One of the first participants of the Commonwealth Drug Offender Re-entry program graduated yesterday at the U.S. District Court of the NMI.
Bob Hajime Deleon Guerrero Yamagishi, a former U.S. Customs and Border Protection officer, completed all the requirements needed to finish the program and was honored with a graduation ceremony yesterday.
That makes Yamagishi the first of the six who went into the program in 2016 to graduate. As part of the requirements, participants must remain sober for at least six months, remain compliant with the program’s rules, pay off all monetary obligations to the court, and test negative for several drug tests.
The program was started by the district court in January 2016.
District court Chief Judge Ramona Manglona said the road may have been hard for Yamagishi but she is proud of him for trudging forward with the program and remaining sober for eight months.
Magistrate Judge Heather Kennedy congratulated Yamagishi for completing all the requirements for graduation and she assured him that the DORE program and its team members would always be there to help get him.
Yamagishi said it feels great to be sober and to finally be drug-free. “I volunteered in this program a couple of years ago because I felt I needed help with my addiction with meth.”
Yamagishi was a methamphetamine user for a couple of years before entering the DORE program and he said he volunteered to enter because he knows the struggles of addiction.
“I understand the problem with meth on our islands so I volunteered in this (DORE program) because I wanted to get help,” he added.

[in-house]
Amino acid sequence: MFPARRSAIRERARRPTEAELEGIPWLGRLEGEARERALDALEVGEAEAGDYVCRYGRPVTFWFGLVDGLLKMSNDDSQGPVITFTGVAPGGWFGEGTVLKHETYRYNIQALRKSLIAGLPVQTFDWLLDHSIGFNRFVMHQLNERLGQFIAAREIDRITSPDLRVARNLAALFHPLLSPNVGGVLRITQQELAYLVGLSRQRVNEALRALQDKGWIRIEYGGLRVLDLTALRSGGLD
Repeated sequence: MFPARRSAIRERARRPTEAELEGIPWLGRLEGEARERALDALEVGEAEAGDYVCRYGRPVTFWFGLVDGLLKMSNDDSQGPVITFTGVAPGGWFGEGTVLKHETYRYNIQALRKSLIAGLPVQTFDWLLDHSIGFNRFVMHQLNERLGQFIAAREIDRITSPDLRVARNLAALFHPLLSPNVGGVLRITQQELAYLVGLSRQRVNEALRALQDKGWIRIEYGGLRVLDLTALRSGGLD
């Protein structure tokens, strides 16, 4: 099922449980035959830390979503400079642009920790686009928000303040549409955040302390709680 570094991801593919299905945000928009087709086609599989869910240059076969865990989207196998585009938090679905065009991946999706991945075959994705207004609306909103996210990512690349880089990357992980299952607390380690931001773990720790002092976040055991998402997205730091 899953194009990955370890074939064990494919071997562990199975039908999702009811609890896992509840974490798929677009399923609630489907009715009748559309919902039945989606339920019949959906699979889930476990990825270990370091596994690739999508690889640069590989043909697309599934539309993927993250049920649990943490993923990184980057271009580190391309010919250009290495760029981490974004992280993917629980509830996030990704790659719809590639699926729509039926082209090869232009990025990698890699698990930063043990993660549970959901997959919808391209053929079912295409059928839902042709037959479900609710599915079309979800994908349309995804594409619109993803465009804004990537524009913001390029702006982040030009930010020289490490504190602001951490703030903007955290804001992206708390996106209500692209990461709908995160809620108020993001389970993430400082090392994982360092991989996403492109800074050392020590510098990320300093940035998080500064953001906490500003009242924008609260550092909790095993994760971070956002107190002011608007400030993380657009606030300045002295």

Yamagishi said the choice to get help for methamphetamine addiction lies with the addict, and if they do not want to become drug-free, forcing them into the program will not help them.
“They can’t just be forced by the courts or by the law. You have got to want help and this is the only way,” he added.
Yamagishi said the cause of drug addiction is not the same for each person but, for those who searched for help and entered the program, they will need to persevere and push themselves.
“It’s all different in what we have to go through. …It’s hard and it’s all different for each of us but, whatever is working for you, by all means continue,” he said.
According to Yamagishi, his inspiration was the hope he received from the support of his family, friends, and the DORE program team.
“It’s the things that they did for me that showed me that I mattered, regardless of what I had done wrong in the past. They gave me the hope I needed to fix myself,” he said.
After Yamagishi’s release from the program yesterday, four individuals were left and are also nearing their graduation.
Yamagishi was also released from the DORE program 12 months earlier from his original 24-month sentence, for compliance and completing the program’s requirements.